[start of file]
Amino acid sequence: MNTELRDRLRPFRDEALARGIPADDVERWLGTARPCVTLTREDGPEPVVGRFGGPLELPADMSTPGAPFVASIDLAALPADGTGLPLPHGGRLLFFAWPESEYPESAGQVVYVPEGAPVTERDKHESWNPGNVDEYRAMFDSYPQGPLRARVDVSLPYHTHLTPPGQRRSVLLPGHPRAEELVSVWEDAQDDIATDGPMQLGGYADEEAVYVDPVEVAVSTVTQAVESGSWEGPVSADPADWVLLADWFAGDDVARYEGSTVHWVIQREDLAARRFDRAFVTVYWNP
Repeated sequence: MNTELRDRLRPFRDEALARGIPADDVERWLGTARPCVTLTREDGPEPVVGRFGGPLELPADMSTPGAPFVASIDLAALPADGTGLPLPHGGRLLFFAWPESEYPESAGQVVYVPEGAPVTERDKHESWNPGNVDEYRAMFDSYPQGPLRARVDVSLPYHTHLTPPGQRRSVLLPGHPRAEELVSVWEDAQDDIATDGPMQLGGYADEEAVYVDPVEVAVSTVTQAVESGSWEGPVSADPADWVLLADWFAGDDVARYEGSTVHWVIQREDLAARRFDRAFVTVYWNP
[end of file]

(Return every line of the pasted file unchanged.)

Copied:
Amino acid sequence: MNTELRDRLRPFRDEALARGIPADDVERWLGTARPCVTLTREDGPEPVVGRFGGPLELPADMSTPGAPFVASIDLAALPADGTGLPLPHGGRLLFFAWPESEYPESAGQVVYVPEGAPVTERDKHESWNPGNVDEYRAMFDSYPQGPLRARVDVSLPYHTHLTPPGQRRSVLLPGHPRAEELVSVWEDAQDDIATDGPMQLGGYADEEAVYVDPVEVAVSTVTQAVESGSWEGPVSADPADWVLLADWFAGDDVARYEGSTVHWVIQREDLAARRFDRAFVTVYWNP
Repeated sequence: MNTELRDRLRPFRDEALARGIPADDVERWLGTARPCVTLTREDGPEPVVGRFGGPLELPADMSTPGAPFVASIDLAALPADGTGLPLPHGGRLLFFAWPESEYPESAGQVVYVPEGAPVTERDKHESWNPGNVDEYRAMFDSYPQGPLRARVDVSLPYHTHLTPPGQRRSVLLPGHPRAEELVSVWEDAQDDIATDGPMQLGGYADEEAVYVDPVEVAVSTVTQAVESGSWEGPVSADPADWVLLADWFAGDDVARYEGSTVHWVIQREDLAARRFDRAFVTVYWNP